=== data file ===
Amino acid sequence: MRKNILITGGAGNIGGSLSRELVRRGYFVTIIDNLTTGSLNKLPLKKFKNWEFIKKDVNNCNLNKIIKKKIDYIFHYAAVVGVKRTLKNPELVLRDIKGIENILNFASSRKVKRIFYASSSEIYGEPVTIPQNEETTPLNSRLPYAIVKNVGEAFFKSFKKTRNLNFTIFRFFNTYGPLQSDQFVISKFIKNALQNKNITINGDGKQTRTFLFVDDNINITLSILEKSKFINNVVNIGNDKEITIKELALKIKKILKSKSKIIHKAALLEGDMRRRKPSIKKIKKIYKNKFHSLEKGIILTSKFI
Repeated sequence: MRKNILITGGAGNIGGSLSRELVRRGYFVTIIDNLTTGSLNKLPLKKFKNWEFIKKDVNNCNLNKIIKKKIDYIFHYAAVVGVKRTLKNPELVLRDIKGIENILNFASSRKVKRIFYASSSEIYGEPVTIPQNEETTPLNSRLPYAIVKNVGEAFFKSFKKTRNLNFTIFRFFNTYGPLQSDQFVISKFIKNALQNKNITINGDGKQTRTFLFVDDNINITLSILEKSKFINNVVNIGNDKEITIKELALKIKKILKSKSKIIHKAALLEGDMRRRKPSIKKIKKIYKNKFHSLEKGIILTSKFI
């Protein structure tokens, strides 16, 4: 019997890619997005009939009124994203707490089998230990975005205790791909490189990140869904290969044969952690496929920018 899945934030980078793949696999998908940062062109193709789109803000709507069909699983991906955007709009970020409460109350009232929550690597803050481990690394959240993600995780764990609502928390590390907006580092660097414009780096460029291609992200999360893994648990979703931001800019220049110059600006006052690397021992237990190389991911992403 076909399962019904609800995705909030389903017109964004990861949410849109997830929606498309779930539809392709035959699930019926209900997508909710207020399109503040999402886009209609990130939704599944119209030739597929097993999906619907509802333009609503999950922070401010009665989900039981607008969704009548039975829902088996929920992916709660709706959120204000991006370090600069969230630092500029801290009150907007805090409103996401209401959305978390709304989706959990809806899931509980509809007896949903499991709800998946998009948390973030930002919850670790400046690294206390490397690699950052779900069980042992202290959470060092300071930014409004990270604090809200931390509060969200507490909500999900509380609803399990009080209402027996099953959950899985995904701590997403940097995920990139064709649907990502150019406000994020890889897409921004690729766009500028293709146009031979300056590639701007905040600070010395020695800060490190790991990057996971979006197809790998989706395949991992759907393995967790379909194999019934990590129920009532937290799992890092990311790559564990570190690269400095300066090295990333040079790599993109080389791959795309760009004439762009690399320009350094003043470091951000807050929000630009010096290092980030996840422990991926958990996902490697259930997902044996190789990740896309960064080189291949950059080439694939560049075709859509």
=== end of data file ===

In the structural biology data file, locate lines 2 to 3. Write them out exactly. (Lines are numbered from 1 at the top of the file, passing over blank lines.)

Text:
Repeated sequence: MRKNILITGGAGNIGGSLSRELVRRGYFVTIIDNLTTGSLNKLPLKKFKNWEFIKKDVNNCNLNKIIKKKIDYIFHYAAVVGVKRTLKNPELVLRDIKGIENILNFASSRKVKRIFYASSSEIYGEPVTIPQNEETTPLNSRLPYAIVKNVGEAFFKSFKKTRNLNFTIFRFFNTYGPLQSDQFVISKFIKNALQNKNITINGDGKQTRTFLFVDDNINITLSILEKSKFINNVVNIGNDKEITIKELALKIKKILKSKSKIIHKAALLEGDMRRRKPSIKKIKKIYKNKFHSLEKGIILTSKFI
């Protein structure tokens, strides 16, 4: 019997890619997005009939009124994203707490089998230990975005205790791909490189990140869904290969044969952690496929920018 899945934030980078793949696999998908940062062109193709789109803000709507069909699983991906955007709009970020409460109350009232929550690597803050481990690394959240993600995780764990609502928390590390907006580092660097414009780096460029291609992200999360893994648990979703931001800019220049110059600006006052690397021992237990190389991911992403 076909399962019904609800995705909030389903017109964004990861949410849109997830929606498309779930539809392709035959699930019926209900997508909710207020399109503040999402886009209609990130939704599944119209030739597929097993999906619907509802333009609503999950922070401010009665989900039981607008969704009548039975829902088996929920992916709660709706959120204000991006370090600069969230630092500029801290009150907007805090409103996401209401959305978390709304989706959990809806899931509980509809007896949903499991709800998946998009948390973030930002919850670790400046690294206390490397690699950052779900069980042992202290959470060092300071930014409004990270604090809200931390509060969200507490909500999900509380609803399990009080209402027996099953959950899985995904701590997403940097995920990139064709649907990502150019406000994020890889897409921004690729766009500028293709146009031979300056590639701007905040600070010395020695800060490190790991990057996971979006197809790998989706395949991992759907393995967790379909194999019934990590129920009532937290799992890092990311790559564990570190690269400095300066090295990333040079790599993109080389791959795309760009004439762009690399320009350094003043470091951000807050929000630009010096290092980030996840422990991926958990996902490697259930997902044996190789990740896309960064080189291949950059080439694939560049075709859509």